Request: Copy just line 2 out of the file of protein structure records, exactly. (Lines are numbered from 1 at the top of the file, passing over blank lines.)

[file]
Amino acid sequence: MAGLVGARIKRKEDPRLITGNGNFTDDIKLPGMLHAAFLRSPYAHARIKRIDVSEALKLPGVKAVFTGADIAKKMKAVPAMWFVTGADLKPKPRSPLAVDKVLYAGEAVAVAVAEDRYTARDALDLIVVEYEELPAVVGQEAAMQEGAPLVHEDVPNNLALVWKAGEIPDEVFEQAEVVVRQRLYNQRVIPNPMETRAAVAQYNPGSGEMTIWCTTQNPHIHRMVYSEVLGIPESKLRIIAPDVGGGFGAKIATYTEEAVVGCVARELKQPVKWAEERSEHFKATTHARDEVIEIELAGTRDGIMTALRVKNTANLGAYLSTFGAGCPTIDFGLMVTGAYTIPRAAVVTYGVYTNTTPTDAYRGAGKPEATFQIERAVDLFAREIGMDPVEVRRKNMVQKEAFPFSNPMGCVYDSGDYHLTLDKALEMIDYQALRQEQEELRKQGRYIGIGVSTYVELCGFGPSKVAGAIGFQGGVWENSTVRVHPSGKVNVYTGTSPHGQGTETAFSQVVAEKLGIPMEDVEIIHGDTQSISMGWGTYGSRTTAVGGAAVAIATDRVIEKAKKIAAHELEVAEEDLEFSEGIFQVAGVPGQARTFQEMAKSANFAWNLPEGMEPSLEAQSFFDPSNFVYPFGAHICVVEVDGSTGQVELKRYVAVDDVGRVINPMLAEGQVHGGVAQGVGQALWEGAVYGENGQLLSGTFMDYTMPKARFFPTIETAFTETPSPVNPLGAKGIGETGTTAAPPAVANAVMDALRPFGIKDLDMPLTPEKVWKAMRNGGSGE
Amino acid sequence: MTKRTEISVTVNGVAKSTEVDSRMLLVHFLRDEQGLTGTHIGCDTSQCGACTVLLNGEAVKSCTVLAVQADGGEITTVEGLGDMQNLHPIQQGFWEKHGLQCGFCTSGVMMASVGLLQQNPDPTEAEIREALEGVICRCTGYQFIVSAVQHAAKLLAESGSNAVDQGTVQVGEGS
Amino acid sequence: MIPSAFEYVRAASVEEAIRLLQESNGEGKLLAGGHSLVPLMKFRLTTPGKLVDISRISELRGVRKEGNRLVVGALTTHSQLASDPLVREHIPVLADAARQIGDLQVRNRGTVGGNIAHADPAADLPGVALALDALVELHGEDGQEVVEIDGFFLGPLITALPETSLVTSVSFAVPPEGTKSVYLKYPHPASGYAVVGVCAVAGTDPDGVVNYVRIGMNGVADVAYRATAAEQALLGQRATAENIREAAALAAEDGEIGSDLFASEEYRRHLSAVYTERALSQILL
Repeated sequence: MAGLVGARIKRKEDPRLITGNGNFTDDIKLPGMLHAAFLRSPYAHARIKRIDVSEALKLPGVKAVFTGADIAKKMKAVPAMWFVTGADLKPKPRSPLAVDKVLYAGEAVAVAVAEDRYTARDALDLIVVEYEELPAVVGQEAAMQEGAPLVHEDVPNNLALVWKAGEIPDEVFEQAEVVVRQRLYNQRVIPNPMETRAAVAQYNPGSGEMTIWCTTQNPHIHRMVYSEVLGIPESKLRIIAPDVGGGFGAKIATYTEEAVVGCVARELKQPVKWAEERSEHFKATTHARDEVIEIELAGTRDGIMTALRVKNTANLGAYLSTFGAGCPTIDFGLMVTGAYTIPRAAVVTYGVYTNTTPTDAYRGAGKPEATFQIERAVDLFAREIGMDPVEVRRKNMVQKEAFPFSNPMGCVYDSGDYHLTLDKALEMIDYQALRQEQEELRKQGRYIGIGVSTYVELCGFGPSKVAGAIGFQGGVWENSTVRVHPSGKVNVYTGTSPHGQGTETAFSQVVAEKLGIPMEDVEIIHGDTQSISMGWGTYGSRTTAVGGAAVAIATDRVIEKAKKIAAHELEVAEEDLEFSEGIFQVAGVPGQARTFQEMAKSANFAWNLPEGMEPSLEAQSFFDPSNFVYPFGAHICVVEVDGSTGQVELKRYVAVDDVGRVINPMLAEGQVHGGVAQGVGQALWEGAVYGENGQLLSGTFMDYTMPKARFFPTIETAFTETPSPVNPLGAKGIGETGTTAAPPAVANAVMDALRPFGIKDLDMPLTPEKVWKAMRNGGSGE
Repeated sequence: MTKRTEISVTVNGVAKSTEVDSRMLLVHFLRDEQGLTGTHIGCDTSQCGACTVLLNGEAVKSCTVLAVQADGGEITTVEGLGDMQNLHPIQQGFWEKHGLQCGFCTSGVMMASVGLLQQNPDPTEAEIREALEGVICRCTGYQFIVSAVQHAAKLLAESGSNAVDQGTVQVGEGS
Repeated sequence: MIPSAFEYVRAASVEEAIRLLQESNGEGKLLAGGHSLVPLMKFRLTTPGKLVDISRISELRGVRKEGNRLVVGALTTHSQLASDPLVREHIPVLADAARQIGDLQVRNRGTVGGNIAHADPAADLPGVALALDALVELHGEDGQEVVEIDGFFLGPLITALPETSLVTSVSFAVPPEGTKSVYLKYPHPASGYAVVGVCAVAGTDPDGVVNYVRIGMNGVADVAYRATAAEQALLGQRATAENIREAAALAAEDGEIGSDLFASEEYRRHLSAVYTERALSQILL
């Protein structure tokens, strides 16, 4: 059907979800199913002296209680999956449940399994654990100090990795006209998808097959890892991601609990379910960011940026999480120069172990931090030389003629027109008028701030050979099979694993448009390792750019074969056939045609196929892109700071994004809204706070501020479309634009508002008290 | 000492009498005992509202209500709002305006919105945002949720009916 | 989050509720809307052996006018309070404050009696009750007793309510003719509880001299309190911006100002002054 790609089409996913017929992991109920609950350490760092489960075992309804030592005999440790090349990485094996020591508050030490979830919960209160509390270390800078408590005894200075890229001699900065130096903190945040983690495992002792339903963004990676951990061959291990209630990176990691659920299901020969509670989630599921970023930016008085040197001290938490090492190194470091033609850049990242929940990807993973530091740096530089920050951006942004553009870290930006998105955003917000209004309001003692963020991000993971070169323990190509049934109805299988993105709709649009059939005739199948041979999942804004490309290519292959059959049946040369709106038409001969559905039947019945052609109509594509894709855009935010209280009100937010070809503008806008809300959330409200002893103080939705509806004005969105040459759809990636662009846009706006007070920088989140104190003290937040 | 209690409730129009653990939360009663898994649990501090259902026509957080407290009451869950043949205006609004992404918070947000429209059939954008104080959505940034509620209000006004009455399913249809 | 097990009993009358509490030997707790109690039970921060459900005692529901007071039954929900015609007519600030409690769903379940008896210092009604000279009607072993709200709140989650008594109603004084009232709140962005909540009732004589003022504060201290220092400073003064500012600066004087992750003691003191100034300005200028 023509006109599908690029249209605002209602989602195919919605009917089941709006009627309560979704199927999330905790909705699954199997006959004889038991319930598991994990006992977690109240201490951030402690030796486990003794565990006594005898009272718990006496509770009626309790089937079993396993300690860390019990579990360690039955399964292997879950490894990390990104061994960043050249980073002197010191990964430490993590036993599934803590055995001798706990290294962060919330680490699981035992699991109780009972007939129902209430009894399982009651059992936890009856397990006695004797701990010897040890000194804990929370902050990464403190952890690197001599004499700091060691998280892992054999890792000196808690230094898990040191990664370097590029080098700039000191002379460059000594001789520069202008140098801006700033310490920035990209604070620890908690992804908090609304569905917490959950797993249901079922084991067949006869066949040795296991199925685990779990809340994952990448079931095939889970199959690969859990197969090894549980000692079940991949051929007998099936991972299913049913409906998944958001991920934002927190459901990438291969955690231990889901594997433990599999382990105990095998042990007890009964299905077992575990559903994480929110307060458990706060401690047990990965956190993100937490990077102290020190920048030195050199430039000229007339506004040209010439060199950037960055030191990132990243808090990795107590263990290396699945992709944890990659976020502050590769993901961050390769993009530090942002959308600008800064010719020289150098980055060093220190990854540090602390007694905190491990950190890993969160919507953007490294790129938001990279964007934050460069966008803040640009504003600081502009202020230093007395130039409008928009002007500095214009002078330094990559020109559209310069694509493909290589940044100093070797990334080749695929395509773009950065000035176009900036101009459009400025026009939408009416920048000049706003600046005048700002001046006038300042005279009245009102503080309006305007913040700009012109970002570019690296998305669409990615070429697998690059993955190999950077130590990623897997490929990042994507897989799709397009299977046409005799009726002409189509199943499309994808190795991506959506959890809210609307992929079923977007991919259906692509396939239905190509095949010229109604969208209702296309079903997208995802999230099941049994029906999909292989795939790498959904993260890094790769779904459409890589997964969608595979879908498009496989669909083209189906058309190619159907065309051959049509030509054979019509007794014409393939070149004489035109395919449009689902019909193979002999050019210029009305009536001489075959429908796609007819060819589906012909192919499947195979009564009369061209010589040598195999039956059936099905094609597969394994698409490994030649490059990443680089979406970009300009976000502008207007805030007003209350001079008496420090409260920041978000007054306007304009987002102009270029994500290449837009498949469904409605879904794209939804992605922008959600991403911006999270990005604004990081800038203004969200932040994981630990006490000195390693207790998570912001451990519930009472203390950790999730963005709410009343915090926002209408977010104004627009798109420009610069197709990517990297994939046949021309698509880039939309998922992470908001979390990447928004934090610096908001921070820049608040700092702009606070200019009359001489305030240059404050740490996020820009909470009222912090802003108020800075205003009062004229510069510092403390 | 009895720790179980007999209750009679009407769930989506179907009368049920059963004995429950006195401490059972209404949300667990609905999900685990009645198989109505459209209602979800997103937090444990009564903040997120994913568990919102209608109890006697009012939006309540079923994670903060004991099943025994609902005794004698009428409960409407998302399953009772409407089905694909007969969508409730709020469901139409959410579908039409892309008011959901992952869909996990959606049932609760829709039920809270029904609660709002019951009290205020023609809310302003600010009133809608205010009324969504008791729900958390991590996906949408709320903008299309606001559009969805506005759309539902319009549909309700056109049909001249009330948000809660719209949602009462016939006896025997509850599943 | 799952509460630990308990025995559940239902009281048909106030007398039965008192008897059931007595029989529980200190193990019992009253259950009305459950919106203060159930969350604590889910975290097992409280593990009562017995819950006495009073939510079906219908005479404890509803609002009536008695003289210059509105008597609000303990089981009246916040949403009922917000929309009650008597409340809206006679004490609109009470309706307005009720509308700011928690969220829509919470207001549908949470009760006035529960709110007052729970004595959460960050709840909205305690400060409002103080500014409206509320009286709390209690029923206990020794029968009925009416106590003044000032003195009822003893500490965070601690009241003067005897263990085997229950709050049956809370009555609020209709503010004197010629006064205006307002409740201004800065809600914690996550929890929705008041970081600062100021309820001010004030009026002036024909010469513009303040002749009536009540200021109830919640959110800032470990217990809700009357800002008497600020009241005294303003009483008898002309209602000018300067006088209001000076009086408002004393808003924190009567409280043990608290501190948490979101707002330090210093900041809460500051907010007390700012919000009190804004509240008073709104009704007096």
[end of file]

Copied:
Amino acid sequence: MTKRTEISVTVNGVAKSTEVDSRMLLVHFLRDEQGLTGTHIGCDTSQCGACTVLLNGEAVKSCTVLAVQADGGEITTVEGLGDMQNLHPIQQGFWEKHGLQCGFCTSGVMMASVGLLQQNPDPTEAEIREALEGVICRCTGYQFIVSAVQHAAKLLAESGSNAVDQGTVQVGEGS